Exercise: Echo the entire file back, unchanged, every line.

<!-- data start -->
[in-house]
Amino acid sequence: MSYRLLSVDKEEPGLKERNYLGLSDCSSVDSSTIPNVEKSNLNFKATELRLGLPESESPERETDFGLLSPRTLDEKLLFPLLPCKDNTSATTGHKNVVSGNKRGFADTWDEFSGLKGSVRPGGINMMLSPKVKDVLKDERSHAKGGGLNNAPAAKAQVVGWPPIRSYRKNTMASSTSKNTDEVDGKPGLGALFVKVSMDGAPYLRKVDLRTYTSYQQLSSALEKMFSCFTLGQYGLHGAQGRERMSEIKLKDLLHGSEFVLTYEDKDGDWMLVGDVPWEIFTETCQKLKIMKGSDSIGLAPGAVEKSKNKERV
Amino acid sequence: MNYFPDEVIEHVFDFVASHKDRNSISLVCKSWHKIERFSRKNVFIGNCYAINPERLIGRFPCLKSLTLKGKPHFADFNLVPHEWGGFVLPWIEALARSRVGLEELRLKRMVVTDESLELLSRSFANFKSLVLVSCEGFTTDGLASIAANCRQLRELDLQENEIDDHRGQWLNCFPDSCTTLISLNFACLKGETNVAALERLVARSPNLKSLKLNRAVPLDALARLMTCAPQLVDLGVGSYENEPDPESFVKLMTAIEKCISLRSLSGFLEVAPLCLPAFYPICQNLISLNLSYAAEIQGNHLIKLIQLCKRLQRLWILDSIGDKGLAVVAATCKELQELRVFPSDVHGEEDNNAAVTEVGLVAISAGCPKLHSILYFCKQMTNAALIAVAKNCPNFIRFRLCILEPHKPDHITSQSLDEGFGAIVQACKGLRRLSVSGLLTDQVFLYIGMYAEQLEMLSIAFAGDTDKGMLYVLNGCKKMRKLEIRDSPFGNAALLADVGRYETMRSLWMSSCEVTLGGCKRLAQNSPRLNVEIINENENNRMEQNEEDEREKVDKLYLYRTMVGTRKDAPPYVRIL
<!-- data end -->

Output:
[in-house]
Amino acid sequence: MSYRLLSVDKEEPGLKERNYLGLSDCSSVDSSTIPNVEKSNLNFKATELRLGLPESESPERETDFGLLSPRTLDEKLLFPLLPCKDNTSATTGHKNVVSGNKRGFADTWDEFSGLKGSVRPGGINMMLSPKVKDVLKDERSHAKGGGLNNAPAAKAQVVGWPPIRSYRKNTMASSTSKNTDEVDGKPGLGALFVKVSMDGAPYLRKVDLRTYTSYQQLSSALEKMFSCFTLGQYGLHGAQGRERMSEIKLKDLLHGSEFVLTYEDKDGDWMLVGDVPWEIFTETCQKLKIMKGSDSIGLAPGAVEKSKNKERV
Amino acid sequence: MNYFPDEVIEHVFDFVASHKDRNSISLVCKSWHKIERFSRKNVFIGNCYAINPERLIGRFPCLKSLTLKGKPHFADFNLVPHEWGGFVLPWIEALARSRVGLEELRLKRMVVTDESLELLSRSFANFKSLVLVSCEGFTTDGLASIAANCRQLRELDLQENEIDDHRGQWLNCFPDSCTTLISLNFACLKGETNVAALERLVARSPNLKSLKLNRAVPLDALARLMTCAPQLVDLGVGSYENEPDPESFVKLMTAIEKCISLRSLSGFLEVAPLCLPAFYPICQNLISLNLSYAAEIQGNHLIKLIQLCKRLQRLWILDSIGDKGLAVVAATCKELQELRVFPSDVHGEEDNNAAVTEVGLVAISAGCPKLHSILYFCKQMTNAALIAVAKNCPNFIRFRLCILEPHKPDHITSQSLDEGFGAIVQACKGLRRLSVSGLLTDQVFLYIGMYAEQLEMLSIAFAGDTDKGMLYVLNGCKKMRKLEIRDSPFGNAALLADVGRYETMRSLWMSSCEVTLGGCKRLAQNSPRLNVEIINENENNRMEQNEEDEREKVDKLYLYRTMVGTRKDAPPYVRIL